Home | Knowledgebase | CALISTHENICS

How to bar muscle up

Home | Knowledgebase | CALISTHENICS

how to bar muscle up

No matter where you look: Gymnastics, Calisthenics, the Circus or Crossfit the muscle up is a movement that is found when ever acrobatics are involved. Mastering the muscle up doesn’t just represents one of the big mile stones in your bodyweight fitness journey but also opens you up for a whole new world of gymnastics based movements.

Training for the Bar Muscle Ups will help you build strength, coordination and confidence in your own body.

No matter where you look: Gymnastics, Calisthenics, the Circus or Crossfit the muscle up is a movement that is found when ever acrobatics are involved. Mastering the muscle up doesn’t just represents one of the big mile stones in your bodyweight fitness journey but also opens you up for a whole new world of gymnastics based movements.

Training for the Bar Muscle Ups will help you build strength, coordination and confidence in your own body

What is a Bar Muscle Up?

A bar muscle up refers to a movement when athletes go from hanging underneath the bar to being supported on top of it. In this specific case this muscle up movement is performed on a straight bar.

There are many different variations of the muscle up like for example the kipping muscle up that we see often in Crossfit or the traditional strict ring muscle up on rings. Depending on the variation of muscle up chosen technique needs to be adapted and a different amount of specific strength will be required.

What are the components of the Muscle Up?

A bar muscle up always starts with the athlete hanging vertically from the bar. The first step is to pull the body up to get as high as possible on top of the bar. The athlete should be able to pull the bar at least until the upper chest or better even underneath the chest using momentum created during the pull up motion.

Step 2 of any muscle up is the transition from the high pull up to the deep dip. Whilst the movement is similar the technique on the bar and rings can be rather different here and must be trained specifically and intensely.

Last but not lease we have the dip portion when the athlete extends the arms and pushes the body all the way up on top of the bar.

Whilst the way down is traditionally not part of the muscle up it should be trained and considered carefully as it is vital to always exit the apparatus in a safe and secure manner to reduce risk of injuries. Many strength gains can be made on the way down.

How Hard is the Bar Muscle Up?

The dynamic bar muscle up with a slight stretch and swing is not very difficult to learn. It combines some explosive pulling strength with technique, momentum and dip strength.

Anybody with a decent fitness level who is able to do at least 5 pull ups and 3 dips can learn the bar muscle up.

How long does it take to learn the Bar Muscle Up?

Whilst training results vary between athletes to another the bar muscle up is a movement that can be learned in just a few workouts. Depending on your current strength and body awareness level you will not have to gain any new skills but simply get used to the specific momentum of the muscle up through the drills described below.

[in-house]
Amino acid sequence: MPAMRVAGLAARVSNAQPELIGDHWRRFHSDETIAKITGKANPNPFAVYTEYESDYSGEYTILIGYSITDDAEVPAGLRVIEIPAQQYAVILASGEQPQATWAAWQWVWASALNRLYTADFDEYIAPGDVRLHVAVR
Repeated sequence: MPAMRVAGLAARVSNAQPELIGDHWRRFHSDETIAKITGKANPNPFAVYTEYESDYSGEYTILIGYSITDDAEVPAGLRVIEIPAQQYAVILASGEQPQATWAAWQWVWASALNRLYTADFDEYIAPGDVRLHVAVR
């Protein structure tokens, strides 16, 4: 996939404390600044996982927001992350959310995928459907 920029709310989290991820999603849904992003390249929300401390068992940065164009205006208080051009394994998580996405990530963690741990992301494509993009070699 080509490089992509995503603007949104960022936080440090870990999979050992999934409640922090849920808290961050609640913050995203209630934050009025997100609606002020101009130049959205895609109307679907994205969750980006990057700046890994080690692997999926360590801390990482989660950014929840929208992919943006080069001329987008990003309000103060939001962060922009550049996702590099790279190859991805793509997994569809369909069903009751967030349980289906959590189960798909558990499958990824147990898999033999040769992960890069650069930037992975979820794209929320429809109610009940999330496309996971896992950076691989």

Is the bar muscle up easier than the ring muscle up?

Getting your first bar muscle up is significantly easier than the strict muscle up on rings. For one on the bar your hands are connected to the bar giving you stability. Additionally, you can and should use momentum on the bar whilst on the other hand on rings it is expected of you to rise up using force exclusively.

How to do a Bar Muscle Up?

Making it on top of the bar with a muscle up is pretty simple. Getting used to the specific timing and momentum can be a bit more tricky. We have to combine explosive pull up strength with dynamic technique and dip pushing strength.

Whilst the muscle up is usually looked at as a strength drill the bar muscle up specifically is quite dynamic and therefore much easier to achieve than other muscle up variations. Whilst we often see muscle ups in Crossfit which are also dynamic the technique used in Crossfit is quite far from the technique described here.

Step 1: Understanding the Movement is key

Understanding the movement or specifically the direction of the movement is the most essential step when training bar muscle ups. During the ring muscle up the athlete rises up in a straight line. On the bar this is obviously not possible as you will get stuck and hit your head.

During bar muscle ups the athlete has to move up and back in a diagonal line to get around the bar with the head before then pulling towards the front to bring the upper body on top of the bar.

In order to create direction and even momentum for this diagonal line the athlete starts by swinging slightly towards the front in a hollow body position to stab the feet down in a 45 degree angle.

Picture your body like an elastic band attached to the bar. If I pull the elastic in the right angle before letting it go it will snap right on top of the bar where we want to be after the high pull up.

This is why it is so great to train with the elastic in order to develop the precise technique and direction of the muscle up. Stretch the elastic with your feet in the direction you rehearsed before. Then simply let your body shoot back and up in a perfectly straight to get on top of the bar. Now simply pike and push with your arms.

Step 2: Work on the muscle up swing

The muscle up swing is the most technical work that has to be done to master muscle ups. Perfecting your swing will take time but you do not need a perfect swing to make it on top. All you need is a precise swing in the right direction. Keep in mind that the swing described here is different than the swing used in Crossfit.